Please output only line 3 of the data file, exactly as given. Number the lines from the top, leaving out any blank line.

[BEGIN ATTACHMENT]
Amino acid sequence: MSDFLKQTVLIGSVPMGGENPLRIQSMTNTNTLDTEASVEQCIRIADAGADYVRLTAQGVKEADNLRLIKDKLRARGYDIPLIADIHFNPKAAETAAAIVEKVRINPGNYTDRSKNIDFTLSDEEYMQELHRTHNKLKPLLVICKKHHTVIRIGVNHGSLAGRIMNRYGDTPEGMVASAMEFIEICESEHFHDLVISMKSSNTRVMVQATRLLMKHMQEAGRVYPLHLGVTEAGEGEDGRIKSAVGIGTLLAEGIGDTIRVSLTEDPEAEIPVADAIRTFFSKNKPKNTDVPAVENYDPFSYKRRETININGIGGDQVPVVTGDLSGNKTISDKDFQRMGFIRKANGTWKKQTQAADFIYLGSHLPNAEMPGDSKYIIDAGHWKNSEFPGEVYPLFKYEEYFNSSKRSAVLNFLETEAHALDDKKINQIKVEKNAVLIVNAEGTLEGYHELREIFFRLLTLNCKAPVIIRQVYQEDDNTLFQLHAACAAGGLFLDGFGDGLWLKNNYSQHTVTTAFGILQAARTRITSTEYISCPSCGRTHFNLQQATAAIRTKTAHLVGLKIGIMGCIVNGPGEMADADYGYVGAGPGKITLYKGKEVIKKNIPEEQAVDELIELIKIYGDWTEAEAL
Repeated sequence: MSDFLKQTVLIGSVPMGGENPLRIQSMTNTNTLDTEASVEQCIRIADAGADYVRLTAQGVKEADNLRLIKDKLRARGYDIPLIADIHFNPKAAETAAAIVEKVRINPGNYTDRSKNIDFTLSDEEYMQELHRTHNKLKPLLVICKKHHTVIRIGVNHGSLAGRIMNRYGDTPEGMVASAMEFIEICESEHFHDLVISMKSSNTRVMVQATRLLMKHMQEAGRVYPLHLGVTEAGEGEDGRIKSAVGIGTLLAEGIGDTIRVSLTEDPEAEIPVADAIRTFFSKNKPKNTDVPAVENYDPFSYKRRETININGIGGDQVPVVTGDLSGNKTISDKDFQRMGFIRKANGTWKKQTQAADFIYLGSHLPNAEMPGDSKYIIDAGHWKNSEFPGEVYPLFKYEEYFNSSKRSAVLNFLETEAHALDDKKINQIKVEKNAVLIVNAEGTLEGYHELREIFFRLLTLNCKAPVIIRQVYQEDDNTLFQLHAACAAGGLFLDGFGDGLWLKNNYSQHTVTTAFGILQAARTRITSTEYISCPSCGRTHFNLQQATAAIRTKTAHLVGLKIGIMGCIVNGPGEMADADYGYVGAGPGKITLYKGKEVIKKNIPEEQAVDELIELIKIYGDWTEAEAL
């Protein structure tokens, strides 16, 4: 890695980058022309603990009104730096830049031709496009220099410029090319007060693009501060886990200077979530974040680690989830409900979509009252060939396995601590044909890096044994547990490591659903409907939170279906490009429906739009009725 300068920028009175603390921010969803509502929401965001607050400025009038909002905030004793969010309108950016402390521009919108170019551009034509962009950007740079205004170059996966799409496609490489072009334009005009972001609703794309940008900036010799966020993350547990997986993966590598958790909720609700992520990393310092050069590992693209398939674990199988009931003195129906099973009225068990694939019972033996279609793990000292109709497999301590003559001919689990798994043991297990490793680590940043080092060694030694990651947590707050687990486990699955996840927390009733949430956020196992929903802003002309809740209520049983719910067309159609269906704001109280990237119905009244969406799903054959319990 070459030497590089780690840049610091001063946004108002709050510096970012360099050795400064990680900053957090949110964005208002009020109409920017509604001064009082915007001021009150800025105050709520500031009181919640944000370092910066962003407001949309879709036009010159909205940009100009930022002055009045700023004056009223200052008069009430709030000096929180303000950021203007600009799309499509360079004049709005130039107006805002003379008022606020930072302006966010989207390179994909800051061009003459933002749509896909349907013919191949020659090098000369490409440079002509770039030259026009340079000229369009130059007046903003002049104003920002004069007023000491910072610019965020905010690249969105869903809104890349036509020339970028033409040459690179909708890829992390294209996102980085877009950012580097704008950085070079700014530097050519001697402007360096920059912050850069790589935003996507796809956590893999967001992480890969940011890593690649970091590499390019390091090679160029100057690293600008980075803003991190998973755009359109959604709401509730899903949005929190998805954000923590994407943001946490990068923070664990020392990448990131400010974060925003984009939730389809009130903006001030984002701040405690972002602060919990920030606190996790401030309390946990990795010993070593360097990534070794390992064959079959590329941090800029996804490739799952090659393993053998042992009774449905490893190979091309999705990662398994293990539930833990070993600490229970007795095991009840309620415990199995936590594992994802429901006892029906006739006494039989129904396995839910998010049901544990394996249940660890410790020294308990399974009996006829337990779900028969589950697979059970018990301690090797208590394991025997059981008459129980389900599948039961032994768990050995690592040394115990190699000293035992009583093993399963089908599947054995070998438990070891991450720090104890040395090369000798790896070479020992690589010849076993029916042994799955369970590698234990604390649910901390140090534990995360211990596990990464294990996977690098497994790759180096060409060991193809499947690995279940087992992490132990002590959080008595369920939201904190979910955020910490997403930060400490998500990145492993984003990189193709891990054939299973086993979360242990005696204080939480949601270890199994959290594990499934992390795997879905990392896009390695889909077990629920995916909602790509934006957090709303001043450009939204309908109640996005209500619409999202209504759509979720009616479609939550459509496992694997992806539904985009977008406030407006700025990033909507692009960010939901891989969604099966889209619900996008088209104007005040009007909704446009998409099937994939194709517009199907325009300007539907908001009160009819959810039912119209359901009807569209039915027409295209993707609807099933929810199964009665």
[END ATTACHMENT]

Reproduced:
């Protein structure tokens, strides 16, 4: 890695980058022309603990009104730096830049031709496009220099410029090319007060693009501060886990200077979530974040680690989830409900979509009252060939396995601590044909890096044994547990490591659903409907939170279906490009429906739009009725 300068920028009175603390921010969803509502929401965001607050400025009038909002905030004793969010309108950016402390521009919108170019551009034509962009950007740079205004170059996966799409496609490489072009334009005009972001609703794309940008900036010799966020993350547990997986993966590598958790909720609700992520990393310092050069590992693209398939674990199988009931003195129906099973009225068990694939019972033996279609793990000292109709497999301590003559001919689990798994043991297990490793680590940043080092060694030694990651947590707050687990486990699955996840927390009733949430956020196992929903802003002309809740209520049983719910067309159609269906704001109280990237119905009244969406799903054959319990 070459030497590089780690840049610091001063946004108002709050510096970012360099050795400064990680900053957090949110964005208002009020109409920017509604001064009082915007001021009150800025105050709520500031009181919640944000370092910066962003407001949309879709036009010159909205940009100009930022002055009045700023004056009223200052008069009430709030000096929180303000950021203007600009799309499509360079004049709005130039107006805002003379008022606020930072302006966010989207390179994909800051061009003459933002749509896909349907013919191949020659090098000369490409440079002509770039030259026009340079000229369009130059007046903003002049104003920002004069007023000491910072610019965020905010690249969105869903809104890349036509020339970028033409040459690179909708890829992390294209996102980085877009950012580097704008950085070079700014530097050519001697402007360096920059912050850069790589935003996507796809956590893999967001992480890969940011890593690649970091590499390019390091090679160029100057690293600008980075803003991190998973755009359109959604709401509730899903949005929190998805954000923590994407943001946490990068923070664990020392990448990131400010974060925003984009939730389809009130903006001030984002701040405690972002602060919990920030606190996790401030309390946990990795010993070593360097990534070794390992064959079959590329941090800029996804490739799952090659393993053998042992009774449905490893190979091309999705990662398994293990539930833990070993600490229970007795095991009840309620415990199995936590594992994802429901006892029906006739006494039989129904396995839910998010049901544990394996249940660890410790020294308990399974009996006829337990779900028969589950697979059970018990301690090797208590394991025997059981008459129980389900599948039961032994768990050995690592040394115990190699000293035992009583093993399963089908599947054995070998438990070891991450720090104890040395090369000798790896070479020992690589010849076993029916042994799955369970590698234990604390649910901390140090534990995360211990596990990464294990996977690098497994790759180096060409060991193809499947690995279940087992992490132990002590959080008595369920939201904190979910955020910490997403930060400490998500990145492993984003990189193709891990054939299973086993979360242990005696204080939480949601270890199994959290594990499934992390795997879905990392896009390695889909077990629920995916909602790509934006957090709303001043450009939204309908109640996005209500619409999202209504759509979720009616479609939550459509496992694997992806539904985009977008406030407006700025990033909507692009960010939901891989969604099966889209619900996008088209104007005040009007909704446009998409099937994939194709517009199907325009300007539907908001009160009819959810039912119209359901009807569209039915027409295209993707609807099933929810199964009665």